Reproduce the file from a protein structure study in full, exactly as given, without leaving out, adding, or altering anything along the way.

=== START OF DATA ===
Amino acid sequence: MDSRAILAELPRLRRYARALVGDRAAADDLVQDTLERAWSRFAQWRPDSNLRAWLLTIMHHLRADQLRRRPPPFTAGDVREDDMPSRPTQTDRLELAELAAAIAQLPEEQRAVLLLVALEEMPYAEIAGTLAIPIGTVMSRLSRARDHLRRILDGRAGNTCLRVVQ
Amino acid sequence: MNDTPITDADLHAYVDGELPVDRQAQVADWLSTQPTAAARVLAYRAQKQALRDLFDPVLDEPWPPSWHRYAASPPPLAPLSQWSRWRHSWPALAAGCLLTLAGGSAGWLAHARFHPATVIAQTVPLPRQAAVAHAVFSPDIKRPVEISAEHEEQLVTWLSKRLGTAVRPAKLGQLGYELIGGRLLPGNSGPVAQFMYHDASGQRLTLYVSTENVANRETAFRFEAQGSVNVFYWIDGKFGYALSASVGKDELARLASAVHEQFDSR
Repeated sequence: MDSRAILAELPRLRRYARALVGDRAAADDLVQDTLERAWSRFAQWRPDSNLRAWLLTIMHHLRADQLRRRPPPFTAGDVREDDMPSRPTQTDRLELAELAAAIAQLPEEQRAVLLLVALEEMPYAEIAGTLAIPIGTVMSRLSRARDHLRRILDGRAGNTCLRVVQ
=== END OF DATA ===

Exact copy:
Amino acid sequence: MDSRAILAELPRLRRYARALVGDRAAADDLVQDTLERAWSRFAQWRPDSNLRAWLLTIMHHLRADQLRRRPPPFTAGDVREDDMPSRPTQTDRLELAELAAAIAQLPEEQRAVLLLVALEEMPYAEIAGTLAIPIGTVMSRLSRARDHLRRILDGRAGNTCLRVVQ
Amino acid sequence: MNDTPITDADLHAYVDGELPVDRQAQVADWLSTQPTAAARVLAYRAQKQALRDLFDPVLDEPWPPSWHRYAASPPPLAPLSQWSRWRHSWPALAAGCLLTLAGGSAGWLAHARFHPATVIAQTVPLPRQAAVAHAVFSPDIKRPVEISAEHEEQLVTWLSKRLGTAVRPAKLGQLGYELIGGRLLPGNSGPVAQFMYHDASGQRLTLYVSTENVANRETAFRFEAQGSVNVFYWIDGKFGYALSASVGKDELARLASAVHEQFDSR
Repeated sequence: MDSRAILAELPRLRRYARALVGDRAAADDLVQDTLERAWSRFAQWRPDSNLRAWLLTIMHHLRADQLRRRPPPFTAGDVREDDMPSRPTQTDRLELAELAAAIAQLPEEQRAVLLLVALEEMPYAEIAGTLAIPIGTVMSRLSRARDHLRRILDGRAGNTCLRVVQ